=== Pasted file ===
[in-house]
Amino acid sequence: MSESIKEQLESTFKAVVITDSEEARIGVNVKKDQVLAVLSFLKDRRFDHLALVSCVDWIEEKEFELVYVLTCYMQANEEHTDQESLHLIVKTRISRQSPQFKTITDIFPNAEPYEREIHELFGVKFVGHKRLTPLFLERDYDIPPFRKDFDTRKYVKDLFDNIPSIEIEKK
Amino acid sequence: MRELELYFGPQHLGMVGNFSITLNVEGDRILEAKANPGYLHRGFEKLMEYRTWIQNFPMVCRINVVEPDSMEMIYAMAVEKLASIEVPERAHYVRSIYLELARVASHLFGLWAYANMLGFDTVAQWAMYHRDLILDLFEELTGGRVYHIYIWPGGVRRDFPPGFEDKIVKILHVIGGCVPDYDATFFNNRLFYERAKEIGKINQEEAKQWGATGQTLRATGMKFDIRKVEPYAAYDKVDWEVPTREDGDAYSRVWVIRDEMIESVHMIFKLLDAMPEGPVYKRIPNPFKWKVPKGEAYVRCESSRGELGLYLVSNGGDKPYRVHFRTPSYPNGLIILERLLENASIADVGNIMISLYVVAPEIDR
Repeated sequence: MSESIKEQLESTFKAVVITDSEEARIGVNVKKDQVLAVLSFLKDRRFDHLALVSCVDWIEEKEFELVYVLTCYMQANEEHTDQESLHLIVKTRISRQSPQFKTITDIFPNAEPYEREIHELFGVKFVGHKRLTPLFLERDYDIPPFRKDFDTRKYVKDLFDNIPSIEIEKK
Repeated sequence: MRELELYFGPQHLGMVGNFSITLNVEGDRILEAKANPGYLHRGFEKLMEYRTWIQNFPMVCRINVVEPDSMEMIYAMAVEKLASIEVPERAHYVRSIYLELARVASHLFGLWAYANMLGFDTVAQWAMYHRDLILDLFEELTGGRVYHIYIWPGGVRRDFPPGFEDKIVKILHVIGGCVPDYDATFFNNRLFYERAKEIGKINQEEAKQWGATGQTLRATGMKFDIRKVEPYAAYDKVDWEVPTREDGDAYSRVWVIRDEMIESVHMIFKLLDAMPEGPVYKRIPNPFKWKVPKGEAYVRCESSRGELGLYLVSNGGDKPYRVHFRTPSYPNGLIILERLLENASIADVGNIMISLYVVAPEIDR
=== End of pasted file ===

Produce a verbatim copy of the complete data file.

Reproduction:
[in-house]
Amino acid sequence: MSESIKEQLESTFKAVVITDSEEARIGVNVKKDQVLAVLSFLKDRRFDHLALVSCVDWIEEKEFELVYVLTCYMQANEEHTDQESLHLIVKTRISRQSPQFKTITDIFPNAEPYEREIHELFGVKFVGHKRLTPLFLERDYDIPPFRKDFDTRKYVKDLFDNIPSIEIEKK
Amino acid sequence: MRELELYFGPQHLGMVGNFSITLNVEGDRILEAKANPGYLHRGFEKLMEYRTWIQNFPMVCRINVVEPDSMEMIYAMAVEKLASIEVPERAHYVRSIYLELARVASHLFGLWAYANMLGFDTVAQWAMYHRDLILDLFEELTGGRVYHIYIWPGGVRRDFPPGFEDKIVKILHVIGGCVPDYDATFFNNRLFYERAKEIGKINQEEAKQWGATGQTLRATGMKFDIRKVEPYAAYDKVDWEVPTREDGDAYSRVWVIRDEMIESVHMIFKLLDAMPEGPVYKRIPNPFKWKVPKGEAYVRCESSRGELGLYLVSNGGDKPYRVHFRTPSYPNGLIILERLLENASIADVGNIMISLYVVAPEIDR
Repeated sequence: MSESIKEQLESTFKAVVITDSEEARIGVNVKKDQVLAVLSFLKDRRFDHLALVSCVDWIEEKEFELVYVLTCYMQANEEHTDQESLHLIVKTRISRQSPQFKTITDIFPNAEPYEREIHELFGVKFVGHKRLTPLFLERDYDIPPFRKDFDTRKYVKDLFDNIPSIEIEKK
Repeated sequence: MRELELYFGPQHLGMVGNFSITLNVEGDRILEAKANPGYLHRGFEKLMEYRTWIQNFPMVCRINVVEPDSMEMIYAMAVEKLASIEVPERAHYVRSIYLELARVASHLFGLWAYANMLGFDTVAQWAMYHRDLILDLFEELTGGRVYHIYIWPGGVRRDFPPGFEDKIVKILHVIGGCVPDYDATFFNNRLFYERAKEIGKINQEEAKQWGATGQTLRATGMKFDIRKVEPYAAYDKVDWEVPTREDGDAYSRVWVIRDEMIESVHMIFKLLDAMPEGPVYKRIPNPFKWKVPKGEAYVRCESSRGELGLYLVSNGGDKPYRVHFRTPSYPNGLIILERLLENASIADVGNIMISLYVVAPEIDR